The Case Against Donald Trump

13814506_10100240229690785_319698167_n“Don’t use words too big for the subject. Don’t say ‘infinitely’ when you mean ‘very’; otherwise you’ll have no word left when you want to talk about something really infinite.”

– C.S. Lewis

This scenario seems to have infected the Republican Party.

We were told that George W. Bush was a racist, that John McCain is scary, and that Mitt Romney is dangerous and has to be stopped. Now there’s nothing left to say of Donald Trump when we really need these words – Republicans have become acclimated to these words and political discourse has suffered to the point where it no longer impacts their supporters.

The Donald has suggested that we kill families of evil people. Killing innocent people is literally sociopathic. One of my family members was involved in drug trafficking and one particular deal had gone horribly wrong; in order for the drug lords to recover their money they began to threaten other members of my family ­- people who had no involvement whatsoever and this was easily the most disgusting thing I’d ever encountered until I heard the applause for a politician who proposed this situation on a national scale.

I’m told of his assets as a leader is that he’s fiscally savvy. Predictably, for a man who’s declared bankruptcy four times, his business acumen isn’t remarkable upon inspection. His businesses don’t outperform market averages. He’s made his money in real estate and real estate investing is one of the most facile and mindless ways to make money ­- I know this because I do it myself and because I sell mortgages and speak with these individuals every day ­- Trump simply had more startup capital than me and most of my clients. With the Art of the Deal, a successful financial endeavor, the concept was proposed to him by Random House Publishing and executed by a ghost writer named Tony Schwartz. He’s not a savvy businessman; he’s a self-promoter.

Milton Friedman once said in one of his speeches (I can’t remember which) that free trade is the greatest form of consumer protection. If Canada can produce lumber for a cheaper price than an American company, and an American farmer can produce corn for a cheaper price than a Canadian farmer, then the ideal situation is that the Americans would receive cheap lumber and the Canadians would receive cheap corn because that’s the situation in which our purchasing power goes the furthest ­- the situation in which our incomes are the highest. With the money we’ve saved we spend it elsewhere generating further employment; free trade is the situation of the highest incomes and the highest employment. Thanks to NAFTA we have something approaching this ideality. The absurd situation is one in which the governments step in to protect us and charge tariffs on imports, saving the American lumber companies and Canadian corn farmers and impoverishing the rest of us. There’s far more productivity, i.e. wealth for everyone, in Canadians focusing on lumber and Americans focusing on corn. The Donald doesn’t like the ideal situation. He wishes to plunge us into economic nescience by rescinding NAFTA ­- this is the descent into higher prices and inefficient employment, it’s the descent from prosperity into poverty. Far from being fiscally-­savvy it’s his fiscal ignorance that is on full display.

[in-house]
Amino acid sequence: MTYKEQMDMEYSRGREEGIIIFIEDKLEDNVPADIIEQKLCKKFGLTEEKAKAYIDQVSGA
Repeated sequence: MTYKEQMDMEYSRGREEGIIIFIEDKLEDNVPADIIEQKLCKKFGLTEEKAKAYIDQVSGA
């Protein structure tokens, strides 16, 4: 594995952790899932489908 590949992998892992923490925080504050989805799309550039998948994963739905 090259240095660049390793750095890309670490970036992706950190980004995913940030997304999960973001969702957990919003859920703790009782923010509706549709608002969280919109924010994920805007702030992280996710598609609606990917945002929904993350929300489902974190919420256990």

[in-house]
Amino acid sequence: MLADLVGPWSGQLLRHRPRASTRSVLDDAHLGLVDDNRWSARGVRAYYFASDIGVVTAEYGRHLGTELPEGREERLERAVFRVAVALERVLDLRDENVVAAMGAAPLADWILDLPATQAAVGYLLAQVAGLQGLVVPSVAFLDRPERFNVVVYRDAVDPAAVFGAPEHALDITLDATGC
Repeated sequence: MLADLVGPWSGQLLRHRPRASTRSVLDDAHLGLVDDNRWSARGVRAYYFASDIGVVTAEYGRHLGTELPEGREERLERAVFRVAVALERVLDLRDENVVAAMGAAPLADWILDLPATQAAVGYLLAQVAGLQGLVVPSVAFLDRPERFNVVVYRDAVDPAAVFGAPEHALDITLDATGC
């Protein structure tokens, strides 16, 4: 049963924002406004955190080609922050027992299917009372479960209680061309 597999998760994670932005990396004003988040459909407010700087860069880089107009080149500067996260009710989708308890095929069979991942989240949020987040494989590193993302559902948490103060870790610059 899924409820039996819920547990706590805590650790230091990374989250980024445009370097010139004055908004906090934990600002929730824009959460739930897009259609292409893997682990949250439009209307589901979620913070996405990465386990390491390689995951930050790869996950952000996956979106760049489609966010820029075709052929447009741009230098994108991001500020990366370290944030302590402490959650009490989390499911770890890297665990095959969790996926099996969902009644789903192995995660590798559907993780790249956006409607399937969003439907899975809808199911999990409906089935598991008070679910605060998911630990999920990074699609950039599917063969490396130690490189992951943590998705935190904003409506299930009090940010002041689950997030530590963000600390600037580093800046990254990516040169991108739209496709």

Another pillar of liberty is that of open borders. Socrates established this in Plato’s Crito dialogue in which we are bound to laws as long as we have the freedom to reject the laws and move elsewhere. Operating under the assumption that Mexican immigrants are rapists, the Donald has sold an idea to his supporters of building a wall. One Republican leader fought against racism by abolishing slavery. Another Republican leader stood in front of a wall and admonished Mr. Gorbachev to tear down that wall. Barriers used to be thing to be overcome so liberty could be ushered in by the GOP. On America’s famous emblem of liberty the words from Emma Lazarus are inscribed: Give me your tired, your poor, your huddled masses yearning to breathe free. The message of liberty has been lost in this Republican campaign. Somehow, for reasons legitimately beyond my comprehension we have the infamous example of a butterfly has morphing into a slug.

Another group Trump intends to victimize with anti-­immigration are Muslims. I was under the mistaken impression that America preaches freedom of religion and the freedom of expression where individuals have the right to declare their submission to God in any manner they wish, provided they don’t harm other Americans. Trump will reverse this. Unable to give an quotation of a single Bible verse from his favorite book, Trump doesn’t strike me as a theologian and yet he wishes to bring in a theological test for admittance into his country. Muslims from Egypt, Jordan, and Turkey could be the most effective allies in the fight against terrorism and yet he paints them all with a broad brush of terrorist suspects. This is the definition of discrimination and bigotry.

In short, the Donald is a sociopathic, economically-illiterate racist and bigot. He’s evil. He’s something worse than evil. The only argument I’ve heard respectable people give toward voting for Trump is that he’s the lesser of two evils. With that I’ll end with Charles Spurgeon’s exhortation: Of two evils, choose neither.

This article was edited for grammar, style, and spelling, but not for content. The views expressed are that of the author, Brandon Kirby, exclusively, and do not reflect that of BeingLibertarian.com or Being Libertarian LLC

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Brandon Kirby

Brandon Kirby is a philosopher, financial adviser, a founder of a local investment club, and he hosts regular symposiums in philosophy. He is also a member of Canada’s Libertarian Party.

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